“Bridget listened and put into action what she was taught in those classes, and that has made her successful,” said Carter.
At the end of the program, Booker decided to become an ironworker. She was inspired by a photograph she saw of Lisa Lockhart, the first female ironworker in Local 112.
“There was this woman standing on the top of a building and she looked so cool. She was an ironworker, and that inspired me.” Booker later got in touch with Lockhart, who is now retired. The pair have become friends, and Booker considers her an important mentor.
After finishing HCCTP, it took a year and a half for Booker to get accepted into Local 112′s apprenticeship program — they start a new program every two years, and Booker had missed the application period by six months. She used that time to take prerequisite classes at ICC, and when she earned her forklift certificate she got a job at G&D Integrated.
“It wasn’t a better-paying job than cosmetology, but it gave me the experience with machinery,” she said.
The day she began her apprenticeship at Local 112 and started getting health benefits, Booker went to the public aid office and asked to stop receiving benefits.
“I wanted my independence back, my self-sufficiency back,” she said. “I don’t knock anybody that’s using it, but I felt it was mediocre for me. I want to make sure my kids have the best.”
Enjoying the challenge
The three years Booker spent in Local 112′s apprenticeship program were both exciting and exhausting. Like most of the trades, ironworking is physically demanding.
“You have days when it kicks your butt,” said Booker. “You have to be in shape, and you have to have a positive attitude. You have to love it or you won’t survive.”
Booker was quick to prove her abilities when challenged by male co-workers, and she generally earned their respect. Still, there have been a few who made it clear they didn’t think a black woman belonged on the job site. Bolstered by her goal to be a good role model for her children, Booker addressed those situations with as much professionalism as she could muster.
“Don’t set me aside as a black woman. I can do the job as well as anyone. I have chosen this job and embrace it,” she said. “I always try to put a smile on my face and come to work with a positive attitude. Then I don’t have to worry about someone else’s negative energy.”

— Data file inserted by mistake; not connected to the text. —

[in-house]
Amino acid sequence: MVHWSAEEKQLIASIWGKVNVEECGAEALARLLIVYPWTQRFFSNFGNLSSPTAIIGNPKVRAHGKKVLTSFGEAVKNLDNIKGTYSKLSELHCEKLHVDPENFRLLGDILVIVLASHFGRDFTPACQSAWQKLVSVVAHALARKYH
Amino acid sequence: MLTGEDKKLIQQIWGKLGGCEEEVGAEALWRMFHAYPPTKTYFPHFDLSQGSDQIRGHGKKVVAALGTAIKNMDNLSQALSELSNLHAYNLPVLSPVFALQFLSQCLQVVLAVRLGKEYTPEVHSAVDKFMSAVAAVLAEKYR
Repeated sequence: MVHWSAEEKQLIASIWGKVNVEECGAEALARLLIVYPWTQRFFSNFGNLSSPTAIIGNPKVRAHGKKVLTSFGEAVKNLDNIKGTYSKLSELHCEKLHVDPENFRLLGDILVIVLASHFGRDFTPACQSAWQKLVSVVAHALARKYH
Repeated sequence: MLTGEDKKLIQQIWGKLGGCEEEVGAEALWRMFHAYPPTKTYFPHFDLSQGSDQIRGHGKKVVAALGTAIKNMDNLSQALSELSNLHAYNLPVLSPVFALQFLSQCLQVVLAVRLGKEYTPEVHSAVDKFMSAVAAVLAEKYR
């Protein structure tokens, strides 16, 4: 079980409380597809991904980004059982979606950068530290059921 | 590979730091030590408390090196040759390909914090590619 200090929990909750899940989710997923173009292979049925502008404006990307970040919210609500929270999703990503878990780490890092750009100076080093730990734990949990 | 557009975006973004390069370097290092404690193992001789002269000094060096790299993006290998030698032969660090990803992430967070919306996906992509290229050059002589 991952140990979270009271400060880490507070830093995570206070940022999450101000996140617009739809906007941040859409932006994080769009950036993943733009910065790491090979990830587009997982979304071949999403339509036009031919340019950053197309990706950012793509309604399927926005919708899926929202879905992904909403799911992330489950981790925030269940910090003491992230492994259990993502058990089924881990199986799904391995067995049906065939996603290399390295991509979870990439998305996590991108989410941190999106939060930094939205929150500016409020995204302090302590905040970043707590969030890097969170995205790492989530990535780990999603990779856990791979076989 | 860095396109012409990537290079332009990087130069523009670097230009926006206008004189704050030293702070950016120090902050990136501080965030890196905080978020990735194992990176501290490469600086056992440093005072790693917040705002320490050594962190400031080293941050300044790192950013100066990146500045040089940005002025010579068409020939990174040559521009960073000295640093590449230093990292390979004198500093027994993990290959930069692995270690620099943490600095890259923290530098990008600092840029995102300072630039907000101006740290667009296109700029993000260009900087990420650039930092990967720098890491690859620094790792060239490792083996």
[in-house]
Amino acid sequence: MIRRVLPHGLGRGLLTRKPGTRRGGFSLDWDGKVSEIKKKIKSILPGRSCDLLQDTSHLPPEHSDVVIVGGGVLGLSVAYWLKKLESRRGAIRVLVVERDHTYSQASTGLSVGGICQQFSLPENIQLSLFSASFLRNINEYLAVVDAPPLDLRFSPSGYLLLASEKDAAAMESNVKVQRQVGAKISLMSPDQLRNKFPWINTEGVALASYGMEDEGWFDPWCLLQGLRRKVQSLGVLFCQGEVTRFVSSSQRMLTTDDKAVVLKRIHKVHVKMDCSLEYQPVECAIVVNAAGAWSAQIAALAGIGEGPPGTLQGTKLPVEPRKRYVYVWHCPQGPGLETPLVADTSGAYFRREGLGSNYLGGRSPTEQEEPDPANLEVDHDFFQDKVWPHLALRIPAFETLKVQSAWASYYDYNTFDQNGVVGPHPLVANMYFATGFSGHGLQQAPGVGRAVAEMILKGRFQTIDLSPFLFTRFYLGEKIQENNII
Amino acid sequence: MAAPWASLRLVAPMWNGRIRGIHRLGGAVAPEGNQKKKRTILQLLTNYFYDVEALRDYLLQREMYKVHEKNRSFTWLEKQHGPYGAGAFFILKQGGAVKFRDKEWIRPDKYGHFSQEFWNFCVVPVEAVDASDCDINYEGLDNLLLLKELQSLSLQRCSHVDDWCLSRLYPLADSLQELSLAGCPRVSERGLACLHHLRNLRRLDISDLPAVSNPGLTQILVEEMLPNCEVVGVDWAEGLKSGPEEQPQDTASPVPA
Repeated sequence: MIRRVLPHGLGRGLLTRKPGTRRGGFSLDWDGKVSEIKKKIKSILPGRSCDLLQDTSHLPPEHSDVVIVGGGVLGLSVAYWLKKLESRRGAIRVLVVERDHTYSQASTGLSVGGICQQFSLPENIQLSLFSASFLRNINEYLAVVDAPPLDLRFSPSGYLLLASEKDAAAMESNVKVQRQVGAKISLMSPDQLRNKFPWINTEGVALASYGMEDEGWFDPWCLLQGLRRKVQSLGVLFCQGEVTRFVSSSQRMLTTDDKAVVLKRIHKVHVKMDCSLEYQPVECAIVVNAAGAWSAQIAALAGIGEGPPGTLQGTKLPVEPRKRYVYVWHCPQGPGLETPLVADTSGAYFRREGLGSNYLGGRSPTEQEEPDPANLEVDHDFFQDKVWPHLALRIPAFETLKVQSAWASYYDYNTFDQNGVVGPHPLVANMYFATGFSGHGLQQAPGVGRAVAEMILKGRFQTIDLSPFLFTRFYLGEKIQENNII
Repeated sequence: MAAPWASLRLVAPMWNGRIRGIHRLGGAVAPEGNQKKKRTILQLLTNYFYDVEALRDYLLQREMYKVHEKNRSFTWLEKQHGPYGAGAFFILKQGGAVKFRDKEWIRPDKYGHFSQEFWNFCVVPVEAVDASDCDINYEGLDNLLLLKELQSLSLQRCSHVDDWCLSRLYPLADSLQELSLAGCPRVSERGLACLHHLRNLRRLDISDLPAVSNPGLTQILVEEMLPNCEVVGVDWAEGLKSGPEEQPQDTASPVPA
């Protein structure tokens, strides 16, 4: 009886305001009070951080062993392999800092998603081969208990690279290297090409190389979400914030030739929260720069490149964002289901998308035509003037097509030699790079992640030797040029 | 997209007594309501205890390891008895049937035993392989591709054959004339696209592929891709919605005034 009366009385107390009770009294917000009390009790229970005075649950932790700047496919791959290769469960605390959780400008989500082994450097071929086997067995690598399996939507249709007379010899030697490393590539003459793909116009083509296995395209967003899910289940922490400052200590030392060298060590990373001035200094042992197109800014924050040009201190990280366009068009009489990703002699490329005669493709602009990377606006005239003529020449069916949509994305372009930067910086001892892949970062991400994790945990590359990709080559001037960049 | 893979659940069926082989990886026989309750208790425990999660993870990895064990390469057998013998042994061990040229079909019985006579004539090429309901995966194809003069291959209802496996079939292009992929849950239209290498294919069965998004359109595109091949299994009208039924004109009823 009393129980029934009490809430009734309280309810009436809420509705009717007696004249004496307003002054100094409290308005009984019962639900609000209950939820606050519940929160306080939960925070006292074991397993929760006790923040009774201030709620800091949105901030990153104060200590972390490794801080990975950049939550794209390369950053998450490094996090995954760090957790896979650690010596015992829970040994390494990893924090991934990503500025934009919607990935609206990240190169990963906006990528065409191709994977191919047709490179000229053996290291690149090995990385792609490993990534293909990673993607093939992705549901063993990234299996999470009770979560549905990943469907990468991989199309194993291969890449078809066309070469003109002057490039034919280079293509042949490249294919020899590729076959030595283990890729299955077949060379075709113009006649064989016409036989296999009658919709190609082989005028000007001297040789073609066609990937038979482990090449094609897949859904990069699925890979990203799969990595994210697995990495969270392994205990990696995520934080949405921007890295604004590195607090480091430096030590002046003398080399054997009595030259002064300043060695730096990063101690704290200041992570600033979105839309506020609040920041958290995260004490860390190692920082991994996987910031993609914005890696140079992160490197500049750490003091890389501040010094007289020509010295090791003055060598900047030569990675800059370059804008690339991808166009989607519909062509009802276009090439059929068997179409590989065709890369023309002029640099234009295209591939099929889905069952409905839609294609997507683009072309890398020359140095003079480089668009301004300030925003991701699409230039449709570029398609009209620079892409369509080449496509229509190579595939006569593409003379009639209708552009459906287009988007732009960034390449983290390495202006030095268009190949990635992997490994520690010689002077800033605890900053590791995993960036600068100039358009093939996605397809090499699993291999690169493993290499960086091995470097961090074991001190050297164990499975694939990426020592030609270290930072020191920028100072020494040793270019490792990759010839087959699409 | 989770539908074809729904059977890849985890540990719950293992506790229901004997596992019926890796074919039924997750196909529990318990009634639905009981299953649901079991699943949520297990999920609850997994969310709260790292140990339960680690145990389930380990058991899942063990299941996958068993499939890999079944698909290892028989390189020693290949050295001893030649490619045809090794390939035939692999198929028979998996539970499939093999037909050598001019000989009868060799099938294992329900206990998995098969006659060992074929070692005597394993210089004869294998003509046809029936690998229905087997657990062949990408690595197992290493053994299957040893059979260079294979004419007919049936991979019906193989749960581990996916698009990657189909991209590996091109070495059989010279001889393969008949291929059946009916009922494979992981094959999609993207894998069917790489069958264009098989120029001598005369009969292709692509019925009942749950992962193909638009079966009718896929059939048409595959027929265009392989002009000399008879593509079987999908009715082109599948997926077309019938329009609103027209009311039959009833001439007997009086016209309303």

Booker finished the apprenticeship and became a journeyman ironworker about three years ago. This past winter she took advantage of the seasonal building lull to start Reign Construction. In February, the company was one of six minority-owned businesses to receive a $2,500 prize through the Minority Business Implementation Grant Program (M-BIG) established by the city of Peoria in conjunction with Peoria County.
“She is a dynamo!” said First District Peoria City Councilwoman Denise Moore, who was on the M-BIG panel. “I found her very passionate about her work and very excited about her business potential. She understands that it will take hard work, perseverance and drive to succeed in her chosen field. I have no doubt she will be successful.”
For Booker, the road to change started with her kids. Today, now 16, 10, 8, they are her biggest supporters.
“My son loves it,” she said. “He has me come to school to talk to the class, and I gotta come wearing a harness and carrying a bucket of tools.”
Booker also regularly speaks at ICC, Bradley and other organizations — basically any chance she can get to tell people about trades.
“This has been a blessing. If you don’t know what you want to do, the trades are the best way. It sure beats $7.25 an hour. This job has been a life-changer for me, and I’ve been enjoying the challenge.”